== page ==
Apple stumbles, warns of lower earnings

The computer maker tells investors that this quarter's earnings will fall short of expectations because of a shortage of key processors.

Apple Computer shares tumbled today following the company's warning of lower than expected earnings.

Apple yesterday warned investors that this quarter's earnings will fall short of expectations because of a shortage of key processors, the first bleak report in the company's year-long turnaround.

Apple stock plunged almost ten points in after-hours trading last night. In early morning trading today, Apple was down more than 9 percent, to 71.69.

Apple said computer shipments, revenues, and earnings will be lower than last quarter's numbers, citing problems in obtaining enough G4 chips from Motorola. The G4 chip is used in Apple's recently announced Power Mac G4 computer.

The computer maker will report earnings between $75 million and $85 million on October 13, it said.

"We are very disappointed that this quarter's deliveries of G4 processors will be lower than planned. Orders for the Power Mac G4 have been strong, and we anticipate ending the September quarter with a substantial order backlog," said Fred Anderson, Apple's chief financial officer, in a statement. "We continue to expect significant year-over-year growth in units and revenue in the December quarter."

With the release of the highly popular iMac, as well as the new iBook notebook and high-end G4 computer, Apple has engineered a stunning reversal from its problems of the mid-'90s, when its market share and stock price hit new lows. But the company's history of problems with suppliers led some analysts to question the company's dependence on Motorola as the sole manufacturer of the G4 chip.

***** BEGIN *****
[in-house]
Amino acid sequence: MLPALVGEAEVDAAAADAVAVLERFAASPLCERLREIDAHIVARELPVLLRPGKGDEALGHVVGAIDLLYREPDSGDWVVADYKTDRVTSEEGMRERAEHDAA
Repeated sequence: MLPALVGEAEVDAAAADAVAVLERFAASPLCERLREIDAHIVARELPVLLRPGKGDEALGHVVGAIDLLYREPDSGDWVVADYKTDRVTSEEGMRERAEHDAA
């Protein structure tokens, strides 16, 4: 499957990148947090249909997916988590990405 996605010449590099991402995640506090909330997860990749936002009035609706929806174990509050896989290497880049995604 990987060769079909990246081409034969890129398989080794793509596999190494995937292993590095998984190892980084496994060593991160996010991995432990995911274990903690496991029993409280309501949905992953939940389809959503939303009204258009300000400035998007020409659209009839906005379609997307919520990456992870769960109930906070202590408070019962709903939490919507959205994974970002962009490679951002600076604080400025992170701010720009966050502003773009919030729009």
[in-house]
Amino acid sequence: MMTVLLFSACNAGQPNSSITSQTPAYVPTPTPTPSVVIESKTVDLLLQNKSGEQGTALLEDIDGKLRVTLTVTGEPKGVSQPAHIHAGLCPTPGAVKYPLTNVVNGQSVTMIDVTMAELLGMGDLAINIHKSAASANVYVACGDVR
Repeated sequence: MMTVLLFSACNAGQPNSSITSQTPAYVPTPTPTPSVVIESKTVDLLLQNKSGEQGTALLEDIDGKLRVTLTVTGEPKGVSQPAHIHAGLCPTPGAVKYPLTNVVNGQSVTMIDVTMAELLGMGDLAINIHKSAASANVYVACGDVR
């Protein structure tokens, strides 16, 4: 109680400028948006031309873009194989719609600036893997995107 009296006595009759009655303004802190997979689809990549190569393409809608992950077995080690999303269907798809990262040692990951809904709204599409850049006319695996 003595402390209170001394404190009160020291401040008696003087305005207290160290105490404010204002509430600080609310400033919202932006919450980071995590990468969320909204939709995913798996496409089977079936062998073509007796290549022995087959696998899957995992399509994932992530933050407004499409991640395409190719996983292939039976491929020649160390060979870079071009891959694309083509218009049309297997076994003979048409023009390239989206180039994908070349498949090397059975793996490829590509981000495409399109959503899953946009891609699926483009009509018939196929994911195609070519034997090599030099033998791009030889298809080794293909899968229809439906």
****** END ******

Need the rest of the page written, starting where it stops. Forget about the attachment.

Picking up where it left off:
Apple cofounder and interim CEO Steve Jobs maintained that the supply problem is temporary.

The new G4 PowerPC chip, running at speeds of 400, 450, and 500 MHz, is designed to speed tasks such as encoding digital media and running Internet applications such as security software and Apple's own QuickTime streaming technology.

The 400-MHz G4 desktop computer is priced at $1,599, while a 500-MHz system with DVD-RAM--the industry's first to ship with a recordable DVD drive--was expected to be released in October for $3,499.

Motorola said the supply problem is under control.

"We're thrilled with the overwhelming and positive response in the marketplace for the PowerMac G4," the company said in a statement. "This response has made it difficult for us to provide as many of the G4 chips as Apple can currently use. ...There are no surprises here."

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